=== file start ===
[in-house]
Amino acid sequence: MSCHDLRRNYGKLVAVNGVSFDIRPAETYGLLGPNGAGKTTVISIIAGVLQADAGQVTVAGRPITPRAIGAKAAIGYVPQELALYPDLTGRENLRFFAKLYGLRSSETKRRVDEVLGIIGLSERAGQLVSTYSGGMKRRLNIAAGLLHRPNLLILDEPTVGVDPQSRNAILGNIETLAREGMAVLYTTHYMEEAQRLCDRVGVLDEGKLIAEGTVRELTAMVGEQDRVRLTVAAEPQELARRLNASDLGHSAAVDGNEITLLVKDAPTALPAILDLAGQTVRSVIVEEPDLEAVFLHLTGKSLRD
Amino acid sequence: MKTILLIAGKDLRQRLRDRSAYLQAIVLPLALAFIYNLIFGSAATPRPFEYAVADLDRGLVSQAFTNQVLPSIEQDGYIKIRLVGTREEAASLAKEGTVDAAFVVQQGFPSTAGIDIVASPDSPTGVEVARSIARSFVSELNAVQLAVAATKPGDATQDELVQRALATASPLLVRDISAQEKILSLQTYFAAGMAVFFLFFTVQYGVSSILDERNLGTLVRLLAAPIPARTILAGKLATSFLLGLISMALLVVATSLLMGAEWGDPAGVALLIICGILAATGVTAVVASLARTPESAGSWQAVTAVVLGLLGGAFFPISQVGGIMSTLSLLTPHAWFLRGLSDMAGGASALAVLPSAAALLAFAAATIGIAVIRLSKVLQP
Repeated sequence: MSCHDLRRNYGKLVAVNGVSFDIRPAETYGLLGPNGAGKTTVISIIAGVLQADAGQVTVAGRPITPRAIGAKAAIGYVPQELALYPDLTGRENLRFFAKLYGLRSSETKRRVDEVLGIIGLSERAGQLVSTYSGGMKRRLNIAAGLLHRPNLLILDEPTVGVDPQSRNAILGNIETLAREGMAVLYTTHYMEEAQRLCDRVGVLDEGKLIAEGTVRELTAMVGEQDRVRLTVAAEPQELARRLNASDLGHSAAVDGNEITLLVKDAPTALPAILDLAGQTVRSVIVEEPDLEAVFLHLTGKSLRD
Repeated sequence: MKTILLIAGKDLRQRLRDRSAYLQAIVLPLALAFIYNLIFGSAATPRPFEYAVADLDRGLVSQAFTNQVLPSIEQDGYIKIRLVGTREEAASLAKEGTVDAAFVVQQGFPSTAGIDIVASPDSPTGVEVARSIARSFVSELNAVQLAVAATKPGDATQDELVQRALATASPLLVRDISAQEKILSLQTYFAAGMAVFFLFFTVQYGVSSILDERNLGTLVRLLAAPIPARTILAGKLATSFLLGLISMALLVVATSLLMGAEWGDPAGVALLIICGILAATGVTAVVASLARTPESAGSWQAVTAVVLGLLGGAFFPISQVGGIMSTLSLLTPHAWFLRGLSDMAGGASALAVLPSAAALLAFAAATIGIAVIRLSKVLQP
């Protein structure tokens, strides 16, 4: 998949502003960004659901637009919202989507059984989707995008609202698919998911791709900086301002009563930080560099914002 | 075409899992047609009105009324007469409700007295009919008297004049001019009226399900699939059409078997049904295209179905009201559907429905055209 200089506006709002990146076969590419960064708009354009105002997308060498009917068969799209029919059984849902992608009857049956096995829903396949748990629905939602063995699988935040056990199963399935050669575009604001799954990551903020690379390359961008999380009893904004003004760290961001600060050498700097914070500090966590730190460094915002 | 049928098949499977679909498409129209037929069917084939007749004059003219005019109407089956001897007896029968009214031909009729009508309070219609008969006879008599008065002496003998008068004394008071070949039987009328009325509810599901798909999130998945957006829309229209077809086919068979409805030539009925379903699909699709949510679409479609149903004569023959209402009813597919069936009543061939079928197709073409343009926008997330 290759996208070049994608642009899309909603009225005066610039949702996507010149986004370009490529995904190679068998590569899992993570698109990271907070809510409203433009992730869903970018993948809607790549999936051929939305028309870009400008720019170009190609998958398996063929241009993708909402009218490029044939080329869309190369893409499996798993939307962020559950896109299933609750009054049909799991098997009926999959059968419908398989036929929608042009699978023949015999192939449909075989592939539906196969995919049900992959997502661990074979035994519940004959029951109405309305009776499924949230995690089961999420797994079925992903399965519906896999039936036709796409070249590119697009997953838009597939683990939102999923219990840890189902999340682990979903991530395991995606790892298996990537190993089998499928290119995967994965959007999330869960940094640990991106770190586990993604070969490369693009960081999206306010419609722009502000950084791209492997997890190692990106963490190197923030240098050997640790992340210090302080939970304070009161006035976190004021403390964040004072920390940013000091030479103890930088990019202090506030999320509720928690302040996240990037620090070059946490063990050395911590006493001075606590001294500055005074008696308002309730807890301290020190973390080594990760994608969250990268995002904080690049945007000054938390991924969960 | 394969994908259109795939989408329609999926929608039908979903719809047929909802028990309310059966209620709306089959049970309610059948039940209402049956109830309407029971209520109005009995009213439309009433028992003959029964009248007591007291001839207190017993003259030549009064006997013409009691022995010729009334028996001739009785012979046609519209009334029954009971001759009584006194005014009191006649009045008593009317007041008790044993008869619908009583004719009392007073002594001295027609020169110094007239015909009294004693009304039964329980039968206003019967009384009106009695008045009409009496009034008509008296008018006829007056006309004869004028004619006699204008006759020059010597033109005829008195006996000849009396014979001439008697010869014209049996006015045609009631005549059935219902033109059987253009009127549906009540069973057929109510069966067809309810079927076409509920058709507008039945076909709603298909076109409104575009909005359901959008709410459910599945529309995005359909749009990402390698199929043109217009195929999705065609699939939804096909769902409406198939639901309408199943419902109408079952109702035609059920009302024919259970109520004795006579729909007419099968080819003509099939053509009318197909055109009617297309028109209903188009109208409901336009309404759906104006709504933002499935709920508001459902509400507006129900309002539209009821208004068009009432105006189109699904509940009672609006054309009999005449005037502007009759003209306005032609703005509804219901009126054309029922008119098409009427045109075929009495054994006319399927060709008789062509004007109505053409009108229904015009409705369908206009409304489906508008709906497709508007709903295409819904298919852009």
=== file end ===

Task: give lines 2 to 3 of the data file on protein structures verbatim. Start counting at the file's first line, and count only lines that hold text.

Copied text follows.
Amino acid sequence: MSCHDLRRNYGKLVAVNGVSFDIRPAETYGLLGPNGAGKTTVISIIAGVLQADAGQVTVAGRPITPRAIGAKAAIGYVPQELALYPDLTGRENLRFFAKLYGLRSSETKRRVDEVLGIIGLSERAGQLVSTYSGGMKRRLNIAAGLLHRPNLLILDEPTVGVDPQSRNAILGNIETLAREGMAVLYTTHYMEEAQRLCDRVGVLDEGKLIAEGTVRELTAMVGEQDRVRLTVAAEPQELARRLNASDLGHSAAVDGNEITLLVKDAPTALPAILDLAGQTVRSVIVEEPDLEAVFLHLTGKSLRD
Amino acid sequence: MKTILLIAGKDLRQRLRDRSAYLQAIVLPLALAFIYNLIFGSAATPRPFEYAVADLDRGLVSQAFTNQVLPSIEQDGYIKIRLVGTREEAASLAKEGTVDAAFVVQQGFPSTAGIDIVASPDSPTGVEVARSIARSFVSELNAVQLAVAATKPGDATQDELVQRALATASPLLVRDISAQEKILSLQTYFAAGMAVFFLFFTVQYGVSSILDERNLGTLVRLLAAPIPARTILAGKLATSFLLGLISMALLVVATSLLMGAEWGDPAGVALLIICGILAATGVTAVVASLARTPESAGSWQAVTAVVLGLLGGAFFPISQVGGIMSTLSLLTPHAWFLRGLSDMAGGASALAVLPSAAALLAFAAATIGIAVIRLSKVLQP